Driven by war from their village in southwestern Syria, a group of families found shelter in Lebanon, resettling en masse in a half-built university to form one of the biggest settlements of its kind in Lebanon. Three years later, however, they now face being kicked out and dispersed in a country where finding shelter as a refugee can be especially tough. John Owens has more for VOA from the city of Saida, also known as Sidon.

Video Bat Colony: Unusual Tourist Attraction in Texas

The action hero Batman might be everyone’s favorite but real bats hardly get that kind of adoration. Put more than a million of these creatures of the night together and it only evokes images of horror. Sarah Zaman visited the largest urban bat colony in North America to see just how well bat and human get along with each other.

Video Device Shows Promise of Stopping Motion Sickness

It’s a sickening feeling — the dizziness, nausea and vomiting that comes with motion sickness. But a device now being developed could stop motion sickness by suppressing certain signals in the brain. VOA’s Deborah Block reports.

Video Making a Mint

While apples, corn, and cranberries top the list of fall produce in the US, it’s also the time to harvest gum, candy, and toothpaste—or at least the oil that makes them minty fresh. Erika Celeste reports from South Bend, Indiana on the mint harvest.

Video Activists Decry Lagos Slum Demolition

Acting on a court order, authorities in Nigeria demolished a slum last month in the commercial capital, Lagos. But human rights activists say the order was illegal, and the community was razed to make way for a government housing project. Chris Stein has more from Lagos.

Video Self-Driving Cars Getting Closer

We are at the dawn of the robotic car age and should start getting used to seeing self-driving cars, at least on highways. Car and truck manufacturers are now running a tight race to see who will be the first to hit the street, while some taxicab companies are already planning to upgrade their fleets. VOA’s George Putic has more.

Video TPP Agreed, But Faces Stiff Opposition

President Barack Obama promoted the Trans-Pacific Partnership on Tuesday, one day after 12 Pacific Rim nations reached the free trade deal in Atlanta. The controversial pact that would involve about 40 percent of global trade still needs approval by lawmakers in respective countries. Zlatica Hoke reports Obama is facing strong opposition to the deal, including from members of his own party.

Video Clinton Seeks to Boost Image Before Upcoming Debate

The five announced Democratic party presidential contenders meet in their first debate next Tuesday in Las Vegas, Nevada. Former secretary of state Hillary Clinton continues to lead the Democratic field, but she is getting a stronger-than-expected challenge from Vermont Senator Bernie Sanders. VOA National correspondent Jim Malone has more from Washington.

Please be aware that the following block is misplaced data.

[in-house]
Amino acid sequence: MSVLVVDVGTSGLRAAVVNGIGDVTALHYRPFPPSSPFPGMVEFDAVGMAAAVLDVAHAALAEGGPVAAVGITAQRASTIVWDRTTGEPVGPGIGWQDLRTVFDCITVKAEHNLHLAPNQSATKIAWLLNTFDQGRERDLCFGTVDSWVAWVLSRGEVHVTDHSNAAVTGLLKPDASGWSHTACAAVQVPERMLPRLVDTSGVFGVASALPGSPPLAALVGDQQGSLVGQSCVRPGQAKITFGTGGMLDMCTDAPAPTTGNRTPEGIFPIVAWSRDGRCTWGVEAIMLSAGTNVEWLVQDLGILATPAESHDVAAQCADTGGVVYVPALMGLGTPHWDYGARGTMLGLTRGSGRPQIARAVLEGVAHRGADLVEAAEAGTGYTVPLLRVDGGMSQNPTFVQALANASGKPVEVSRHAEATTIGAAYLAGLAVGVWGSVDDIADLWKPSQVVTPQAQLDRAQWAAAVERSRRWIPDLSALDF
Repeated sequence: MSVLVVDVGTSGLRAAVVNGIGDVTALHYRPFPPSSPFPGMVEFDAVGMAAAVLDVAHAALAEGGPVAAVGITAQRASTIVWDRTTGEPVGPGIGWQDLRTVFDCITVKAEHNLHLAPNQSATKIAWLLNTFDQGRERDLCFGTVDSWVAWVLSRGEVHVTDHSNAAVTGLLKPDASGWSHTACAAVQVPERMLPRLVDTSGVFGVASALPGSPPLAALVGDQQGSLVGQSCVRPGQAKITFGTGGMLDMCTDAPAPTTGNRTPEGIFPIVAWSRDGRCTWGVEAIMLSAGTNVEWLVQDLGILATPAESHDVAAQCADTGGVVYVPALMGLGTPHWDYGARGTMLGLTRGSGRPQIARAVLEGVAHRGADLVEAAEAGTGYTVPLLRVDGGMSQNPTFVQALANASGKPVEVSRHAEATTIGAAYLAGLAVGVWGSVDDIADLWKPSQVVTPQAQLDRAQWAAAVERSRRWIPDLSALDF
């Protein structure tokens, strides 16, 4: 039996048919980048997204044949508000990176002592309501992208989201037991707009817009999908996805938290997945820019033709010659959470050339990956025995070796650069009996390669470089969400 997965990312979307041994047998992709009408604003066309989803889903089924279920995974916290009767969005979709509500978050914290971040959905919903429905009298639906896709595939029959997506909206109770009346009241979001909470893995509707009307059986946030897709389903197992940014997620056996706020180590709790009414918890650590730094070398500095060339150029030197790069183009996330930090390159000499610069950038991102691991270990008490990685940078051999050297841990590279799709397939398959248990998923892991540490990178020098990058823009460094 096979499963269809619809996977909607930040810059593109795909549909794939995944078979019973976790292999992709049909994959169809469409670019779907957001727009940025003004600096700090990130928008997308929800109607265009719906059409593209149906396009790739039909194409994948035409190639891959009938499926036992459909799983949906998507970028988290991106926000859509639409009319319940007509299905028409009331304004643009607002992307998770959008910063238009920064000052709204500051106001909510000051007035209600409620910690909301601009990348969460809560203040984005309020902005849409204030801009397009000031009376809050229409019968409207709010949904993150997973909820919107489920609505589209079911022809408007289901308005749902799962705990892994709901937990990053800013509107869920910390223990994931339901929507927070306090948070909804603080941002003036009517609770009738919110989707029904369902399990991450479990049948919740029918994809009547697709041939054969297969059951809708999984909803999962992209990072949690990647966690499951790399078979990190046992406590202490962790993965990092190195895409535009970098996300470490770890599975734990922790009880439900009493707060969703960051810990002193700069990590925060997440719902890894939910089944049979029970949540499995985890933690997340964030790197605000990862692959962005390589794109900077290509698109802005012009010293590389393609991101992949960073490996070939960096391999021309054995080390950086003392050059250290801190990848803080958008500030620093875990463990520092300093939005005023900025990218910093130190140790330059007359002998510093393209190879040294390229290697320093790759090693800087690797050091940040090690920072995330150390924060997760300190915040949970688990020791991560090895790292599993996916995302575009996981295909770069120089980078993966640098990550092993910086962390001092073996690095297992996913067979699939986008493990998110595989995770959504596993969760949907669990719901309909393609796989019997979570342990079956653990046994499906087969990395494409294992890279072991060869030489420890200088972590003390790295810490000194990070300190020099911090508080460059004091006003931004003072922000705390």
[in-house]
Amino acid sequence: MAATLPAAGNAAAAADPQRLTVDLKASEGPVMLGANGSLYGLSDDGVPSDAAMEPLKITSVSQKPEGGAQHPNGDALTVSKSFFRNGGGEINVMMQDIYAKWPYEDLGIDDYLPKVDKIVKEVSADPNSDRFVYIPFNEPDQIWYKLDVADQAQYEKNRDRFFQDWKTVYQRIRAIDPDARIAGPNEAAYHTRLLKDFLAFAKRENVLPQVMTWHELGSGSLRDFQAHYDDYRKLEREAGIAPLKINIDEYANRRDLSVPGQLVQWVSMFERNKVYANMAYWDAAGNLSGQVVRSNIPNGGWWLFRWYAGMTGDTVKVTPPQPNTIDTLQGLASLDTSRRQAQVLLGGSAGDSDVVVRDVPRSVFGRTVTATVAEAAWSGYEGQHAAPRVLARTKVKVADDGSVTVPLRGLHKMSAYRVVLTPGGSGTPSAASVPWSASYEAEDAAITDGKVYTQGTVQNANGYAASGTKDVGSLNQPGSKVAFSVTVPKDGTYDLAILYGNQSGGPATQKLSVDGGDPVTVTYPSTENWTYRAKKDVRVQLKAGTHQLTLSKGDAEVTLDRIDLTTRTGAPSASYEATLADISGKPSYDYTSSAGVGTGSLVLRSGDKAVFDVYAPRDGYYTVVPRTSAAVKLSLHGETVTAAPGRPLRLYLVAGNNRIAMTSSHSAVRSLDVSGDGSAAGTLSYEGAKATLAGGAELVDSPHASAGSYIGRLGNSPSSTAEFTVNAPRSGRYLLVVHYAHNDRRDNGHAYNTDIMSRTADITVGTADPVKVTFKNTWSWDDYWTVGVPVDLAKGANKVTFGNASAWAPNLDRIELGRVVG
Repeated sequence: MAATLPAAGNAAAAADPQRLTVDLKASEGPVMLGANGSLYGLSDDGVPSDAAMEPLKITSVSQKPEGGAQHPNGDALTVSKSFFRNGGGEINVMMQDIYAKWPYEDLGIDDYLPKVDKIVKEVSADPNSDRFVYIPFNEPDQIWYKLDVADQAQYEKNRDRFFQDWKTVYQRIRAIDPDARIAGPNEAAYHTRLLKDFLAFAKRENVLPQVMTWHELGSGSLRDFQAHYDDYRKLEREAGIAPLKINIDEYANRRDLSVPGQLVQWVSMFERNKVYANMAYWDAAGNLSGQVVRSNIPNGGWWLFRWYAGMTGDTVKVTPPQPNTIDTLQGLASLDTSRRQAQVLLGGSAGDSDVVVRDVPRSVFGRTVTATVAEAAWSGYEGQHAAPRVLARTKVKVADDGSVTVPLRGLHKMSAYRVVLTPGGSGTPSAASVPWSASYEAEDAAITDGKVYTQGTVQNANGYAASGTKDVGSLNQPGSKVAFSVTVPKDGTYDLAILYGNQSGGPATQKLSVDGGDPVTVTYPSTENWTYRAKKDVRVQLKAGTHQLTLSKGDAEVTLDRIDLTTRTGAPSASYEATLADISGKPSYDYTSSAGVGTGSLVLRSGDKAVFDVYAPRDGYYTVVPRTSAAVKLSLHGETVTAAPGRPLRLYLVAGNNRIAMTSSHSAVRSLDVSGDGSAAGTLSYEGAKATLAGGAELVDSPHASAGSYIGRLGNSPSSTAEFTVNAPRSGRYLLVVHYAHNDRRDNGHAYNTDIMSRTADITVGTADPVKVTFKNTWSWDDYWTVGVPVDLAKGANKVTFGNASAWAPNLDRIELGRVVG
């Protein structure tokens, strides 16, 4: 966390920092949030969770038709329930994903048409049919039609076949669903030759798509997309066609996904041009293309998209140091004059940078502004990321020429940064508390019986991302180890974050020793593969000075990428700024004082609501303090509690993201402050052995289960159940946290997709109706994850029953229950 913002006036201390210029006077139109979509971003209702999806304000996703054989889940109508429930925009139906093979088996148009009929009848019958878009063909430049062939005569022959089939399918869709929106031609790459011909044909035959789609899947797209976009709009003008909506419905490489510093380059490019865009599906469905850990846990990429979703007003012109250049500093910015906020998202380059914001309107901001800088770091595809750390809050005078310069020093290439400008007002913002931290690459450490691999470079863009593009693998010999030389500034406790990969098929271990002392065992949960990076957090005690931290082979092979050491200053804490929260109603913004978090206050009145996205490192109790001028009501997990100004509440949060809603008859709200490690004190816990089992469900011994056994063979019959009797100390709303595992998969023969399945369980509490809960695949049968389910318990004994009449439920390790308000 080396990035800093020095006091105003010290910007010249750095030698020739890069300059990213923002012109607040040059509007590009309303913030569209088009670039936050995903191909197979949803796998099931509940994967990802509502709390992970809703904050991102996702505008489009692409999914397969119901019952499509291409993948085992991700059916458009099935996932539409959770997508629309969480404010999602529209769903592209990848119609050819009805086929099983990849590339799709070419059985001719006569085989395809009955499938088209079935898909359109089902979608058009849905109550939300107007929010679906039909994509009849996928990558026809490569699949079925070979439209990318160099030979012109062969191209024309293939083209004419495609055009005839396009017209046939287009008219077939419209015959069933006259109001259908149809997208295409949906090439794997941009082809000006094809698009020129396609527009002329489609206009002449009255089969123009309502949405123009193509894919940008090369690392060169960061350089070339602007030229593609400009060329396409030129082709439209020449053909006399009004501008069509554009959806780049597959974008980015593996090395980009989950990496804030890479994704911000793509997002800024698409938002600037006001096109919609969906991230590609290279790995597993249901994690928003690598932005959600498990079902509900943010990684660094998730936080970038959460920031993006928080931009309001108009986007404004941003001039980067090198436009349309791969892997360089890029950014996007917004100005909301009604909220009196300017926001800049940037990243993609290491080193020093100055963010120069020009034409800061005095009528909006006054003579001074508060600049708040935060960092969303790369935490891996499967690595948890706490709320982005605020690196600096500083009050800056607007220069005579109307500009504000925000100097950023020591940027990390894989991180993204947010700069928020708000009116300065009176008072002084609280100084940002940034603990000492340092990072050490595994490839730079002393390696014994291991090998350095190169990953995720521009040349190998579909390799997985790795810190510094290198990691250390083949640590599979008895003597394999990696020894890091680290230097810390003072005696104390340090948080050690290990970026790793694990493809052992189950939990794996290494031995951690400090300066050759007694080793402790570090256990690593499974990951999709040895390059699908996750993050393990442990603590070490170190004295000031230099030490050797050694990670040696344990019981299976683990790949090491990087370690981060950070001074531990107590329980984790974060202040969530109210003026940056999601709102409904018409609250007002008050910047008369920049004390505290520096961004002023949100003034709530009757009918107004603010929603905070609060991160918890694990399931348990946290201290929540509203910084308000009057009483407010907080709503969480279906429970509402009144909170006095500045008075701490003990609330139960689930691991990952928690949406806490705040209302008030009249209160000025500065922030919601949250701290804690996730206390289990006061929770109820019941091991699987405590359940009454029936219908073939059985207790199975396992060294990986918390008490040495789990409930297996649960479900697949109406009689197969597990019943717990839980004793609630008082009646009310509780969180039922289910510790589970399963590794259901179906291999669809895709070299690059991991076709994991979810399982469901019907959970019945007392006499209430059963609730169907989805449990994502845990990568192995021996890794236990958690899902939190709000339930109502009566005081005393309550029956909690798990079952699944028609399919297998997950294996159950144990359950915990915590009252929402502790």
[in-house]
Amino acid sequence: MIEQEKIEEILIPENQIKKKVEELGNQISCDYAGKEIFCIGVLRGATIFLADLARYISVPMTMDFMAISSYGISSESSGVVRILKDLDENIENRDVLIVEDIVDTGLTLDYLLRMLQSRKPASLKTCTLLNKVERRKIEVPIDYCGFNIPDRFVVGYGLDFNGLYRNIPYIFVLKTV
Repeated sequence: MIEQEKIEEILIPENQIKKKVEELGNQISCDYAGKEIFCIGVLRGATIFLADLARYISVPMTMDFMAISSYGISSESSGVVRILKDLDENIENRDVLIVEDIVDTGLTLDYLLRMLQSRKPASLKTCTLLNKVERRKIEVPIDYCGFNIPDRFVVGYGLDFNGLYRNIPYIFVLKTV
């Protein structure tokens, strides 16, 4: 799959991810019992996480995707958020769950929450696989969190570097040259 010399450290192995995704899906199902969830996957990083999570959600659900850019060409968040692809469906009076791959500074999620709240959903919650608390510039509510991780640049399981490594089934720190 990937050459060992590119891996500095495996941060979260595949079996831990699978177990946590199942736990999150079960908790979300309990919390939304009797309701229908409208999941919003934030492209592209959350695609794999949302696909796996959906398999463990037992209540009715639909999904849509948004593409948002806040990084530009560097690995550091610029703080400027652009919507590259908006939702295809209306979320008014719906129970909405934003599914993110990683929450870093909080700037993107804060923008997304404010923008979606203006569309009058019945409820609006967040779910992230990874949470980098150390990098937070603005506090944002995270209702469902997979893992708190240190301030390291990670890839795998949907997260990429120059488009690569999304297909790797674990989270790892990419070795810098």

Video Ukranian Artist Portrays Putin in an Unusual Way

As Russian President Vladimir Putin was addressing the United Nations in New York last month, he was also being featured in an art exhibition in Washington. It’s not a flattering exhibit. It’s done by a Ukrainian artist in a unique medium. And its creator says it’s not only a work of art - it’s a political statement. VOA’s Tetiana Kharchenko has more.

Video South Carolina Reels Under Worst-ever Flooding

South Carolina is reeling from the worst flooding in recorded history that forced residents from their homes and left thousands without drinking water and electricity. Parts of the state, including the capital, Columbia, received about 60 centimeters of rain in just a couple of days. Authorities warn that the end of rain does not mean the end of danger, as it will take days for the water to recede. Zlatica Hoke reports.

Video Russia’s Syria Involvement Raising Concerns in Europe

European nations are joining the United States in demanding that Russia stop targeting opposition groups other than the Islamic State militants as Russian warplanes continue to conduct raids in Syria. The demand came in a statement from Britain, France, Germany, Qatar, Saudi Arabia, Turkey and the United States Friday. VOA Europe correspondent Luis Ramirez reports.

Video Nano-tech Filter Cleans Dirty Water

Access to clean water is a problem for hundreds of millions of people around the world. Now, a scientist and chemical engineer in Tanzania (in East Africa) is working to change that by creating an innovative water filter that makes dirty water safe. VOA’s Deborah Block has the story.

Video Demand Rising for Organic Produce in Cambodia

In Cambodia, where rice has long been the main cash crop, farmers are being encouraged to turn to vegetables to satisfy the growing demand for locally produced organic farm products. Daniel de Carteret has more from Phnom Penh.

Video Botanists Grow Furniture, with Pruning Shears

For something a bit out of the ordinary to furnish your home, why not consider wooden chairs, crafted by nature, with a little help from some British botanists with an eye for design. VOA’s Jessica Berman reports.

VOA Blogs